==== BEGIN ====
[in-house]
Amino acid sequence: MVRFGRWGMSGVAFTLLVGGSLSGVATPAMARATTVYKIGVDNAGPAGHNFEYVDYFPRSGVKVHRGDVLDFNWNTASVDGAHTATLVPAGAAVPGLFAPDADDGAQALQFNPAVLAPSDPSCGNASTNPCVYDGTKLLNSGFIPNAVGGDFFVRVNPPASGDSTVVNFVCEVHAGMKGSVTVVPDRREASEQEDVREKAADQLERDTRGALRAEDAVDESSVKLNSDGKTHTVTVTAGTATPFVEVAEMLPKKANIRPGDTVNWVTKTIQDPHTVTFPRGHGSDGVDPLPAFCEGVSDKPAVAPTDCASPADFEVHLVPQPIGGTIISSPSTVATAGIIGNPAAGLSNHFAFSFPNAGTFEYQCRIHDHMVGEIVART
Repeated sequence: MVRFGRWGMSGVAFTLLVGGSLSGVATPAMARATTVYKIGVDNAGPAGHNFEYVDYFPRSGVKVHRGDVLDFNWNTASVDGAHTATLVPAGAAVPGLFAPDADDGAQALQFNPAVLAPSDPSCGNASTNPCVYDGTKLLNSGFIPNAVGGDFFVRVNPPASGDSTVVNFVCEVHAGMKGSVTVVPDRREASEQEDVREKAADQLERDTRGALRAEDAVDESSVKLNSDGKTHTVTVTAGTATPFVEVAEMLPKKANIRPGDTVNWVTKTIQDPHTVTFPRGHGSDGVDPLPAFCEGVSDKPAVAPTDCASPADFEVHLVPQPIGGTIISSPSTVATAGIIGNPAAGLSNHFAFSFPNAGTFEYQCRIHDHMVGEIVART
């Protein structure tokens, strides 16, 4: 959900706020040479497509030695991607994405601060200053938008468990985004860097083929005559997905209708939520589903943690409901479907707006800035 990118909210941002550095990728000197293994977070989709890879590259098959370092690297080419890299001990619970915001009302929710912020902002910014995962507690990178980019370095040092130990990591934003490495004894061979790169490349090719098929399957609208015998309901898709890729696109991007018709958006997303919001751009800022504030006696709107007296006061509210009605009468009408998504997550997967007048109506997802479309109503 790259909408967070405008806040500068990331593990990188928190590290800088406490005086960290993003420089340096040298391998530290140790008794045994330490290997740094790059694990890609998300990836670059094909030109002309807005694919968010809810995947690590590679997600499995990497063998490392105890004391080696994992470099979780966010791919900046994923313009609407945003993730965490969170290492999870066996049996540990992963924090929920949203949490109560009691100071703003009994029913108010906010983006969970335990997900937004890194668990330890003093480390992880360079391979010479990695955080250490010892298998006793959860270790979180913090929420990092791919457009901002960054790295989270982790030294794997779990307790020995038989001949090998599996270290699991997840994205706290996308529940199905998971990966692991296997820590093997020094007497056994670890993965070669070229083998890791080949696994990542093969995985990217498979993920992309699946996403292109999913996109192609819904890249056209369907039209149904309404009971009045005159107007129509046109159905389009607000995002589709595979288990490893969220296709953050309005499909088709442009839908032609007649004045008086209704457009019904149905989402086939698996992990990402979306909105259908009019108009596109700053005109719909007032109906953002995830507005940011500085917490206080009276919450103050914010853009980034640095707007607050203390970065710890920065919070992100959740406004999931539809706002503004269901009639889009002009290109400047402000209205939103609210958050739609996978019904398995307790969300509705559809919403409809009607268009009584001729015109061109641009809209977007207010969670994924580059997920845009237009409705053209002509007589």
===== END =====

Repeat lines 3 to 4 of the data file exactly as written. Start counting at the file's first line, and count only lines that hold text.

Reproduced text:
Repeated sequence: MVRFGRWGMSGVAFTLLVGGSLSGVATPAMARATTVYKIGVDNAGPAGHNFEYVDYFPRSGVKVHRGDVLDFNWNTASVDGAHTATLVPAGAAVPGLFAPDADDGAQALQFNPAVLAPSDPSCGNASTNPCVYDGTKLLNSGFIPNAVGGDFFVRVNPPASGDSTVVNFVCEVHAGMKGSVTVVPDRREASEQEDVREKAADQLERDTRGALRAEDAVDESSVKLNSDGKTHTVTVTAGTATPFVEVAEMLPKKANIRPGDTVNWVTKTIQDPHTVTFPRGHGSDGVDPLPAFCEGVSDKPAVAPTDCASPADFEVHLVPQPIGGTIISSPSTVATAGIIGNPAAGLSNHFAFSFPNAGTFEYQCRIHDHMVGEIVART
């Protein structure tokens, strides 16, 4: 959900706020040479497509030695991607994405601060200053938008468990985004860097083929005559997905209708939520589903943690409901479907707006800035 990118909210941002550095990728000197293994977070989709890879590259098959370092690297080419890299001990619970915001009302929710912020902002910014995962507690990178980019370095040092130990990591934003490495004894061979790169490349090719098929399957609208015998309901898709890729696109991007018709958006997303919001751009800022504030006696709107007296006061509210009605009468009408998504997550997967007048109506997802479309109503 790259909408967070405008806040500068990331593990990188928190590290800088406490005086960290993003420089340096040298391998530290140790008794045994330490290997740094790059694990890609998300990836670059094909030109002309807005694919968010809810995947690590590679997600499995990497063998490392105890004391080696994992470099979780966010791919900046994923313009609407945003993730965490969170290492999870066996049996540990992963924090929920949203949490109560009691100071703003009994029913108010906010983006969970335990997900937004890194668990330890003093480390992880360079391979010479990695955080250490010892298998006793959860270790979180913090929420990092791919457009901002960054790295989270982790030294794997779990307790020995038989001949090998599996270290699991997840994205706290996308529940199905998971990966692991296997820590093997020094007497056994670890993965070669070229083998890791080949696994990542093969995985990217498979993920992309699946996403292109999913996109192609819904890249056209369907039209149904309404009971009045005159107007129509046109159905389009607000995002589709595979288990490893969220296709953050309005499909088709442009839908032609007649004045008086209704457009019904149905989402086939698996992990990402979306909105259908009019108009596109700053005109719909007032109906953002995830507005940011500085917490206080009276919450103050914010853009980034640095707007607050203390970065710890920065919070992100959740406004999931539809706002503004269901009639889009002009290109400047402000209205939103609210958050739609996978019904398995307790969300509705559809919403409809009607268009009584001729015109061109641009809209977007207010969670994924580059997920845009237009409705053209002509007589």